Philippa from Brompton Library has reviewed three of the six books that were shortlisted for the 2018 Man Booker prize, including Milkman, which was announced last week as this year’s winner.
The Long Take by Robin Robinson
The Long Take defies easy classification as it is both a novel and a poem. It is the story of a World War II veteran who travels through America, rather than return home to Nova Scotia after the war. He describes in vivid detail his experiences of New York, Los Angeles and San Francisco.
There isn’t a lot of plot but I enjoyed the compelling descriptions of city life and the memorable characters he meets along the way. It explores the crippling mental impact the war had on him and the deep divides in society at this time. I found it quite a challenging read but I think I was hindered by my lack of knowledge of 1940s America. However, I enjoyed the language and each chapter or section could be enjoyed by itself as a poem.
Washington Black by Esi Edugyan
George Washington Black is an 11-year-old slave in Barbados in the 1820s. His life is changed forever when his master’s brother takes him on as an assistant. He tells Washington to call him Titch and teaches him about nature, science and his inventions. When Washington finds himself suddenly in danger they escape Barbados together in Titch’s invention, the cloud cutter.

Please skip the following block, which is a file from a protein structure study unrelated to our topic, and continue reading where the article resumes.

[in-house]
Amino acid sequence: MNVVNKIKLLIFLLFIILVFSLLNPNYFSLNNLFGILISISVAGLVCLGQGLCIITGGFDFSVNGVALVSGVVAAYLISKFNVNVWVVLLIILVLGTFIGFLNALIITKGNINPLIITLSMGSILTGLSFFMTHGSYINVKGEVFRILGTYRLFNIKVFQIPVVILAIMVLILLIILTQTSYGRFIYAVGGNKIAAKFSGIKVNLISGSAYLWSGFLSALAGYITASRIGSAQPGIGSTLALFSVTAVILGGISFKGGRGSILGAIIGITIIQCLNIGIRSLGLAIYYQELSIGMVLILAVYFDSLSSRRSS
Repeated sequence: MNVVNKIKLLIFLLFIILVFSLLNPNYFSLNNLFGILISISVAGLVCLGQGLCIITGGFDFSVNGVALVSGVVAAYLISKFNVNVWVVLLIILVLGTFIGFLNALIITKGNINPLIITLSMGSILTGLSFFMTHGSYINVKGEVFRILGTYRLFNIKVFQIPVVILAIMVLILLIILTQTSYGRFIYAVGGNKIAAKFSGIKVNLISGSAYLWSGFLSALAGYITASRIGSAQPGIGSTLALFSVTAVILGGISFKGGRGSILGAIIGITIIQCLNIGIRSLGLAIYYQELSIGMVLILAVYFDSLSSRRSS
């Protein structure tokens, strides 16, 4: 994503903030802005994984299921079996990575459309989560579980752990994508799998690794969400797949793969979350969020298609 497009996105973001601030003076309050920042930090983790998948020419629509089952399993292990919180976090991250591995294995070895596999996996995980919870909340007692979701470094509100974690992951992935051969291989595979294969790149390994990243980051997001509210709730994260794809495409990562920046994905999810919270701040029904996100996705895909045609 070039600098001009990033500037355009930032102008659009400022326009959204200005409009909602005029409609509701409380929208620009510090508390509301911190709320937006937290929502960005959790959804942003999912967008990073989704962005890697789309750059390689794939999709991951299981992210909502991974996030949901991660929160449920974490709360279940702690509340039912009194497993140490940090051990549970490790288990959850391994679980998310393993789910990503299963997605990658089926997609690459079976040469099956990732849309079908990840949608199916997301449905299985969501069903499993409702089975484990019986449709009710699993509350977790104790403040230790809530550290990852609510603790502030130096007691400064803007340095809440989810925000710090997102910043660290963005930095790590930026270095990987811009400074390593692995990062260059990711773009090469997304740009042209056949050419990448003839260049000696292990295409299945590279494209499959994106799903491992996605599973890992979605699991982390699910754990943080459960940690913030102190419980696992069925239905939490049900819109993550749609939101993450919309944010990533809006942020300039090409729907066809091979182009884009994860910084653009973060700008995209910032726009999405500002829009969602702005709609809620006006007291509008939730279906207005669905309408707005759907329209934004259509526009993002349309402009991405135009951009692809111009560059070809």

Out of the books I read from the shortlist, this had the most straightforward structure. However, the story is captivating and strange. It is faced paced and we rush about with Washington all over the world, which took me by surprise. Although there are only a few main characters, it covers a lot of countries, topics and themes. There are horrific scenes of brutality, but touching moments too. I found it an odd but enjoyable read.
Middle sister lives in a world where it is dangerous to be interesting, dangerous to have a name or to name others; a world where what is said or unsaid can have devastating consequences. Middle sister tries to keep to herself but when Milkman takes an interest in her the rumours begin to spread.
When I started this it felt like science fiction or dystopia but as I learned more about Middle Sister’s world I started to think perhaps this was closer to home than I thought. It cleverly exposes the absurdity of what we are willing to accept as normal. It has an unusual structure as it is written almost as a stream of consciousness and the story jumps around a lot chronologically. It is so original that it doesn’t really remind me of anything I’ve read before. I think one of the most striking things is how current and of the moment it feels and so I was not surprised it won.
If you’d like to read any of these titles and can’t get into the library – don’t worry as they’re all available as eBooks via Cloud Library All you need is your Kensington and Chelsea library card.